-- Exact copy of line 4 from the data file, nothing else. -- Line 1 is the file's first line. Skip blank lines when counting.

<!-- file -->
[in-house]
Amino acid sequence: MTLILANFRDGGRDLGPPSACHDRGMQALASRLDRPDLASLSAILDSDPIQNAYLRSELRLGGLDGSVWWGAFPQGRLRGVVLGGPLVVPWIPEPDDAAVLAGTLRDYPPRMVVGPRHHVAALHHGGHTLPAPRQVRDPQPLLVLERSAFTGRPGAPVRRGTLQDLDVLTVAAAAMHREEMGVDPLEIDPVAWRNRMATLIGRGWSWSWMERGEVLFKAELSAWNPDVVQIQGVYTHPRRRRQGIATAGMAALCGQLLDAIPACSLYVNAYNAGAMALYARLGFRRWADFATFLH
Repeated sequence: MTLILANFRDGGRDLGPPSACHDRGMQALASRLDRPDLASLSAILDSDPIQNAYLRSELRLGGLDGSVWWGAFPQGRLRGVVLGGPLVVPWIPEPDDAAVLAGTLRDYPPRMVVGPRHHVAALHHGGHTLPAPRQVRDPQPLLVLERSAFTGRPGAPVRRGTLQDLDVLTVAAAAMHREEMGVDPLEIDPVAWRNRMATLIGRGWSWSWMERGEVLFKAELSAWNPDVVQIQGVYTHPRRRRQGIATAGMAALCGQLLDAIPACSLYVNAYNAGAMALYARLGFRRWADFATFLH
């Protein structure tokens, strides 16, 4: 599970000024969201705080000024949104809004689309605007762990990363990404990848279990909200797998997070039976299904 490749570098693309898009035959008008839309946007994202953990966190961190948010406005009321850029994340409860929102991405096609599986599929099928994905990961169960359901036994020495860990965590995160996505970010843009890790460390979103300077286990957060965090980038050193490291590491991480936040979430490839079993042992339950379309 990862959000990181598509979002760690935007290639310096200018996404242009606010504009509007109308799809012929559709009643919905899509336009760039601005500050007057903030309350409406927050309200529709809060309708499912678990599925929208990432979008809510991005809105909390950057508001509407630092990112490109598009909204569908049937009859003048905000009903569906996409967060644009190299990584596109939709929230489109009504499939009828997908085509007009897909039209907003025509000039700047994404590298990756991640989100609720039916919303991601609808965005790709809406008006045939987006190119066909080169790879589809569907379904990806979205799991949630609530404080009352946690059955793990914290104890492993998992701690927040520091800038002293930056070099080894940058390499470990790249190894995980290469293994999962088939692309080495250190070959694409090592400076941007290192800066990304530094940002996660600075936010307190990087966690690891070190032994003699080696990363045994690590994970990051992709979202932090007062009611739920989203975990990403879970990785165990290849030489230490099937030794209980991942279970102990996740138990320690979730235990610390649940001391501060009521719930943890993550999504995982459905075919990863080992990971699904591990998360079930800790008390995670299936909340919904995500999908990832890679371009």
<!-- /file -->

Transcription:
């Protein structure tokens, strides 16, 4: 599970000024969201705080000024949104809004689309605007762990990363990404990848279990909200797998997070039976299904 490749570098693309898009035959008008839309946007994202953990966190961190948010406005009321850029994340409860929102991405096609599986599929099928994905990961169960359901036994020495860990965590995160996505970010843009890790460390979103300077286990957060965090980038050193490291590491991480936040979430490839079993042992339950379309 990862959000990181598509979002760690935007290639310096200018996404242009606010504009509007109308799809012929559709009643919905899509336009760039601005500050007057903030309350409406927050309200529709809060309708499912678990599925929208990432979008809510991005809105909390950057508001509407630092990112490109598009909204569908049937009859003048905000009903569906996409967060644009190299990584596109939709929230489109009504499939009828997908085509007009897909039209907003025509000039700047994404590298990756991640989100609720039916919303991601609808965005790709809406008006045939987006190119066909080169790879589809569907379904990806979205799991949630609530404080009352946690059955793990914290104890492993998992701690927040520091800038002293930056070099080894940058390499470990790249190894995980290469293994999962088939692309080495250190070959694409090592400076941007290192800066990304530094940002996660600075936010307190990087966690690891070190032994003699080696990363045994690590994970990051992709979202932090007062009611739920989203975990990403879970990785165990290849030489230490099937030794209980991942279970102990996740138990320690979730235990610390649940001391501060009521719930943890993550999504995982459905075919990863080992990971699904591990998360079930800790008390995670299936909340919904995500999908990832890679371009």